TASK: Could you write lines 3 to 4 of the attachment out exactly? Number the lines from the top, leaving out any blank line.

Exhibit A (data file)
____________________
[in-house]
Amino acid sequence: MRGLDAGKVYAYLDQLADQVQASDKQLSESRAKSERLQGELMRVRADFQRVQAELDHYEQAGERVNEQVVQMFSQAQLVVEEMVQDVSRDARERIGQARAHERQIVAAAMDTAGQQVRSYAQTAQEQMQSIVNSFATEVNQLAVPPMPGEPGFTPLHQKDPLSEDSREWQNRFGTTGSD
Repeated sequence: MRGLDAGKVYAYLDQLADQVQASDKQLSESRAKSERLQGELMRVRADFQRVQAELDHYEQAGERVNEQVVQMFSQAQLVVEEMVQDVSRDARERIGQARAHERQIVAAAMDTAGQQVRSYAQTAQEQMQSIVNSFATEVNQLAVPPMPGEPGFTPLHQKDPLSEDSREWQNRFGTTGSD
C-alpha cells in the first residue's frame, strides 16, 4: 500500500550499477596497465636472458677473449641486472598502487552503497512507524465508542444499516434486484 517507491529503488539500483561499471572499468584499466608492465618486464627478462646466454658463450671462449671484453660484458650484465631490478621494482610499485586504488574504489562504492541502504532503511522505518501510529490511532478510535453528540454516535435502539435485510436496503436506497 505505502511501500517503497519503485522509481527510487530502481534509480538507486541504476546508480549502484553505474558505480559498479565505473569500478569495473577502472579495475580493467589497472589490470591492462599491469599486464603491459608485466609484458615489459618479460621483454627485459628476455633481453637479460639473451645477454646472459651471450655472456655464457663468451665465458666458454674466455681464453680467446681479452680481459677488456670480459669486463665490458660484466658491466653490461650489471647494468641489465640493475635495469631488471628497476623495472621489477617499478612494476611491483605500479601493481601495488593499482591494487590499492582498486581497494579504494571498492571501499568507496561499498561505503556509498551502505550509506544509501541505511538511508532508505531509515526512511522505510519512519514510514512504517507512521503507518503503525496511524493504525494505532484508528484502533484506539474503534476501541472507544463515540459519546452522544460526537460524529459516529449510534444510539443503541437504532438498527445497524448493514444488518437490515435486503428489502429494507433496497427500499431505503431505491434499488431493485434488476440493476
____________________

Repeated sequence: MRGLDAGKVYAYLDQLADQVQASDKQLSESRAKSERLQGELMRVRADFQRVQAELDHYEQAGERVNEQVVQMFSQAQLVVEEMVQDVSRDARERIGQARAHERQIVAAAMDTAGQQVRSYAQTAQEQMQSIVNSFATEVNQLAVPPMPGEPGFTPLHQKDPLSEDSREWQNRFGTTGSD
C-alpha cells in the first residue's frame, strides 16, 4: 500500500550499477596497465636472458677473449641486472598502487552503497512507524465508542444499516434486484 517507491529503488539500483561499471572499468584499466608492465618486464627478462646466454658463450671462449671484453660484458650484465631490478621494482610499485586504488574504489562504492541502504532503511522505518501510529490511532478510535453528540454516535435502539435485510436496503436506497 505505502511501500517503497519503485522509481527510487530502481534509480538507486541504476546508480549502484553505474558505480559498479565505473569500478569495473577502472579495475580493467589497472589490470591492462599491469599486464603491459608485466609484458615489459618479460621483454627485459628476455633481453637479460639473451645477454646472459651471450655472456655464457663468451665465458666458454674466455681464453680467446681479452680481459677488456670480459669486463665490458660484466658491466653490461650489471647494468641489465640493475635495469631488471628497476623495472621489477617499478612494476611491483605500479601493481601495488593499482591494487590499492582498486581497494579504494571498492571501499568507496561499498561505503556509498551502505550509506544509501541505511538511508532508505531509515526512511522505510519512519514510514512504517507512521503507518503503525496511524493504525494505532484508528484502533484506539474503534476501541472507544463515540459519546452522544460526537460524529459516529449510534444510539443503541437504532438498527445497524448493514444488518437490515435486503428489502429494507433496497427500499431505503431505491434499488431493485434488476440493476